Whether your career services department is starting from scratch or already a major resource for your institution’s students, there is always a way to do better. In this blog post, we’ve compiled what your career services department can do, ranging from the fundamentals everyone needs to get running to extras for the most established career services departments.
1. The fundamentals of setting up a career services department
Your job board is at the core of your activity
Very broadly put, the career services department’s first mission is to help students find employment once they graduate. When starting out, putting up job and internship offers for your students is a great first step. Create a webpage where you can post new offers, or use an outsourced management tool, which will be easier to maintain and may even be free.
On a platform like JobTeaser, you will be able to post the most relevant job and internship listings for your students and alumni.
Communication is key from the very beginning
From the very beginning of your career services’ activity, focus on communication to make your job easier and more impactful. Communication goes both ways: getting students to know what to do, but also targeting potential partner companies and make sure the corporate world knows they can count on you to recruit your alumni.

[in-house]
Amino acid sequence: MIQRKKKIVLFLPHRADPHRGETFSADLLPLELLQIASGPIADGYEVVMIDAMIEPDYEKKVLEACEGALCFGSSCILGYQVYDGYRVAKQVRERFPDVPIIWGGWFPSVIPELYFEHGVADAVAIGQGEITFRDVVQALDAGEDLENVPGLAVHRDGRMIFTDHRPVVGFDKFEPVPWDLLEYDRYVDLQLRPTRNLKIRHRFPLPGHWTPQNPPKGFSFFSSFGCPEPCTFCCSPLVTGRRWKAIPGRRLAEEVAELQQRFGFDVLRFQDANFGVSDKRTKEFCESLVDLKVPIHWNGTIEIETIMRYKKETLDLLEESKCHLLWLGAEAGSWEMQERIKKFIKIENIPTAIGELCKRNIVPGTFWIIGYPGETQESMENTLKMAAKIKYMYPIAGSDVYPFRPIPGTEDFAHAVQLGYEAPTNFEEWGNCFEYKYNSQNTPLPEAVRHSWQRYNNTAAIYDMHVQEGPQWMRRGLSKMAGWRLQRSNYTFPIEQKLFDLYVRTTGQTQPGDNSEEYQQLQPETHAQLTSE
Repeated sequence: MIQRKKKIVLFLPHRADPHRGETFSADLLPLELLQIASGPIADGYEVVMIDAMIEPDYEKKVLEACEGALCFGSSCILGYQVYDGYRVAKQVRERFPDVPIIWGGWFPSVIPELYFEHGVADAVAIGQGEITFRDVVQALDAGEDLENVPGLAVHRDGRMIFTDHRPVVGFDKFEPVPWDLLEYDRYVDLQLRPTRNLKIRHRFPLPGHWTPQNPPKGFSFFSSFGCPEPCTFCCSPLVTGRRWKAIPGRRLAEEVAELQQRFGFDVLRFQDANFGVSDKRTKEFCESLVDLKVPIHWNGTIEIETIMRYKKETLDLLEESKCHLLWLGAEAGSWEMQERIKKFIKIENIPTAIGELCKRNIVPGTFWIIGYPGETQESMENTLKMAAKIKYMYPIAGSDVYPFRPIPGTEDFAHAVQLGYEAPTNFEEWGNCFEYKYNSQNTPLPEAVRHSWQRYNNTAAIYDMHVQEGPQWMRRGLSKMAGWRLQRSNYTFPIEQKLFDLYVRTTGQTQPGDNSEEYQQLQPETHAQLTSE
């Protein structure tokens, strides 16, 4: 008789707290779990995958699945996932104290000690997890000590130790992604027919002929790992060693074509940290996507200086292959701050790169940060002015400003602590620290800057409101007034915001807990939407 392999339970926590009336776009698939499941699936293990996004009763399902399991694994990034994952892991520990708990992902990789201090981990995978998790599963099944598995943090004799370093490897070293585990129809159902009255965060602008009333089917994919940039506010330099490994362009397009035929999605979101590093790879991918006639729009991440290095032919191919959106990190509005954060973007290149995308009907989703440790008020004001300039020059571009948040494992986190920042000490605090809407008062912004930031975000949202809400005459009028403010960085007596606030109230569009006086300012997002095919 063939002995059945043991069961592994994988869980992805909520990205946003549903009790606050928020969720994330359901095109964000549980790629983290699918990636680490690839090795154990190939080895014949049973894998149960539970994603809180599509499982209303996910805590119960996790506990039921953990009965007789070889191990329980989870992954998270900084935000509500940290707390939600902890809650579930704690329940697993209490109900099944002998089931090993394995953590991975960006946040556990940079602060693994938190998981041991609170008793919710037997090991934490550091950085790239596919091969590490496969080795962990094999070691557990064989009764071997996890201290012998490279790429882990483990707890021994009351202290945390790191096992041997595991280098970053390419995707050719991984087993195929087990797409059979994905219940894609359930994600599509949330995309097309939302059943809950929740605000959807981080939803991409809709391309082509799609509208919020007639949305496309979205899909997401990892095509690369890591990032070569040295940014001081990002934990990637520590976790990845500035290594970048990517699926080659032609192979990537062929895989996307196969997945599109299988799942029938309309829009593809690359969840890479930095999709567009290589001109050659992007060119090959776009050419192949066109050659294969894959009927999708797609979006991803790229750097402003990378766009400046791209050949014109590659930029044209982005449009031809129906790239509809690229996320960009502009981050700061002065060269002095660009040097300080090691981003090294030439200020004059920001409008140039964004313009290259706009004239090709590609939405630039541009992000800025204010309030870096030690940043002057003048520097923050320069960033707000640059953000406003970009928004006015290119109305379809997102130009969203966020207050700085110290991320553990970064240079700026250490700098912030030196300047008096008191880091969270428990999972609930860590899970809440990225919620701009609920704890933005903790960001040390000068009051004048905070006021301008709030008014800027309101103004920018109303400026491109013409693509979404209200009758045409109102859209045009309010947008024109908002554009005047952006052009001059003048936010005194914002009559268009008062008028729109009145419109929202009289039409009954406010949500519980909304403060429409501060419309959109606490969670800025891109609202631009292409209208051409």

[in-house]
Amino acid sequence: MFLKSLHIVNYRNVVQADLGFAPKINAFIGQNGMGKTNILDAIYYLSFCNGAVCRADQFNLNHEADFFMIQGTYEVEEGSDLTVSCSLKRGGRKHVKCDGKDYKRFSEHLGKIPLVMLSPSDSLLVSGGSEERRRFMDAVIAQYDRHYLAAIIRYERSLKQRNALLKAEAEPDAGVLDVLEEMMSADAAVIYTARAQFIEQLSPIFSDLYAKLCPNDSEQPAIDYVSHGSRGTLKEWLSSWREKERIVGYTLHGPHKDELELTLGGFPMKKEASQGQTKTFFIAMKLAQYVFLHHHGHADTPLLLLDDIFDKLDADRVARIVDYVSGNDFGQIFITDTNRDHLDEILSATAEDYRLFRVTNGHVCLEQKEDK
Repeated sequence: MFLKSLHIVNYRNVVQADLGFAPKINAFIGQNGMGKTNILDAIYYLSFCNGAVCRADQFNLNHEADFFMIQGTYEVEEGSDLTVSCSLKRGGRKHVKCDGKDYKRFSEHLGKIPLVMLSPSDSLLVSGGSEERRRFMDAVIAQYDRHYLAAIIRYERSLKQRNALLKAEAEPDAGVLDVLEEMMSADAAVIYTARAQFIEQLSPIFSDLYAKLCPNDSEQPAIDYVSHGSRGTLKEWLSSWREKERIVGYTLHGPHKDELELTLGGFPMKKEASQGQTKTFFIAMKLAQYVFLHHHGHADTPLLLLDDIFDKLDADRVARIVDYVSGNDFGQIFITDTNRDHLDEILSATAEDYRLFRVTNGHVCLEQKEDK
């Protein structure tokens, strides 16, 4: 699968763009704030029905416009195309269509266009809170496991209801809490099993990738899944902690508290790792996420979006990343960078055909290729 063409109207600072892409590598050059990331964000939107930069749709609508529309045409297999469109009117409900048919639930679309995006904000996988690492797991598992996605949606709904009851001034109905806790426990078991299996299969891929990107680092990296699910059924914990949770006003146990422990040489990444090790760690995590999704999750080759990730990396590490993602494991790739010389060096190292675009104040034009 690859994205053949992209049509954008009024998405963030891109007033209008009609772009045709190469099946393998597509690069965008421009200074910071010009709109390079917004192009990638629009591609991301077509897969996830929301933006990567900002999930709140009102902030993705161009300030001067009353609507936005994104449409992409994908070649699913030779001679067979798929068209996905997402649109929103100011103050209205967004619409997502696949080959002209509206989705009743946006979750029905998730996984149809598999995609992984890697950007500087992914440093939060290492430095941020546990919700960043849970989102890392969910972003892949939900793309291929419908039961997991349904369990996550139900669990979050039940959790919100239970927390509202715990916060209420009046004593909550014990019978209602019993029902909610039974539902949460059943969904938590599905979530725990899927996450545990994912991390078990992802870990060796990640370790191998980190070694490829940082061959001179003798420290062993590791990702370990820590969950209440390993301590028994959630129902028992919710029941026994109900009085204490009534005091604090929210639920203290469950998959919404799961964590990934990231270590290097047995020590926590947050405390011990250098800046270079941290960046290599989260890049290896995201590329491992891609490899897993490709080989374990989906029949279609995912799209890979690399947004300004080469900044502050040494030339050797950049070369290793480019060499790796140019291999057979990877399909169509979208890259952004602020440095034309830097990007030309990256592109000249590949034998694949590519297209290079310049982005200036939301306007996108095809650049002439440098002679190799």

While there are several ways to reach out to students for maximum engagement, with very limited resources, it’s often better to follow what students already do. Work with student organisations: you can ask them to post on your behalf in their class’s Facebook group or to upload the job offers from their own partner companies to your job board. This way, not only do you work less: you also benefit from higher engagement, as students listen to their peers more than to their school administration.